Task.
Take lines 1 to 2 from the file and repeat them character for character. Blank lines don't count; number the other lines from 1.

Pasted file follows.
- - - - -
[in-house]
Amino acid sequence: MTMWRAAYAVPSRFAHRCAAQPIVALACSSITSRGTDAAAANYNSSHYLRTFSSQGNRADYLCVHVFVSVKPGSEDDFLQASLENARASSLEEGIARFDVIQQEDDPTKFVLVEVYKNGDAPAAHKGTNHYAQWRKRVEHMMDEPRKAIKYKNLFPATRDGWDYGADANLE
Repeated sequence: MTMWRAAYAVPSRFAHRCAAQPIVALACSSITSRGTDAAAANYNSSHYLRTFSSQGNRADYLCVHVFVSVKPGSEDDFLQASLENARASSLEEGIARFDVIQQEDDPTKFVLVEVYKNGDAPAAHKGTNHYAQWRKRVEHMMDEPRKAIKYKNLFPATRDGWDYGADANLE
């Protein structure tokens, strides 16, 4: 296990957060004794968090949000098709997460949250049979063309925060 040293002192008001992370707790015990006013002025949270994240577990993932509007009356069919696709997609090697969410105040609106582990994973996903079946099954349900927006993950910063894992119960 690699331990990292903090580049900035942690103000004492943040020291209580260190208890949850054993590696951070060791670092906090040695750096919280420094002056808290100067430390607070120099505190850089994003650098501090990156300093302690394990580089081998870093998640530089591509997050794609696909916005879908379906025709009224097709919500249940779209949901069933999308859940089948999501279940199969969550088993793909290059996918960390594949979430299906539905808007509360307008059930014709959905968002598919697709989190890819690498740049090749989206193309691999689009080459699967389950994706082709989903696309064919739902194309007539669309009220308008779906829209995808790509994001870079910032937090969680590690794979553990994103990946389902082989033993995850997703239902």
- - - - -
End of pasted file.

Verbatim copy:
[in-house]
Amino acid sequence: MTMWRAAYAVPSRFAHRCAAQPIVALACSSITSRGTDAAAANYNSSHYLRTFSSQGNRADYLCVHVFVSVKPGSEDDFLQASLENARASSLEEGIARFDVIQQEDDPTKFVLVEVYKNGDAPAAHKGTNHYAQWRKRVEHMMDEPRKAIKYKNLFPATRDGWDYGADANLE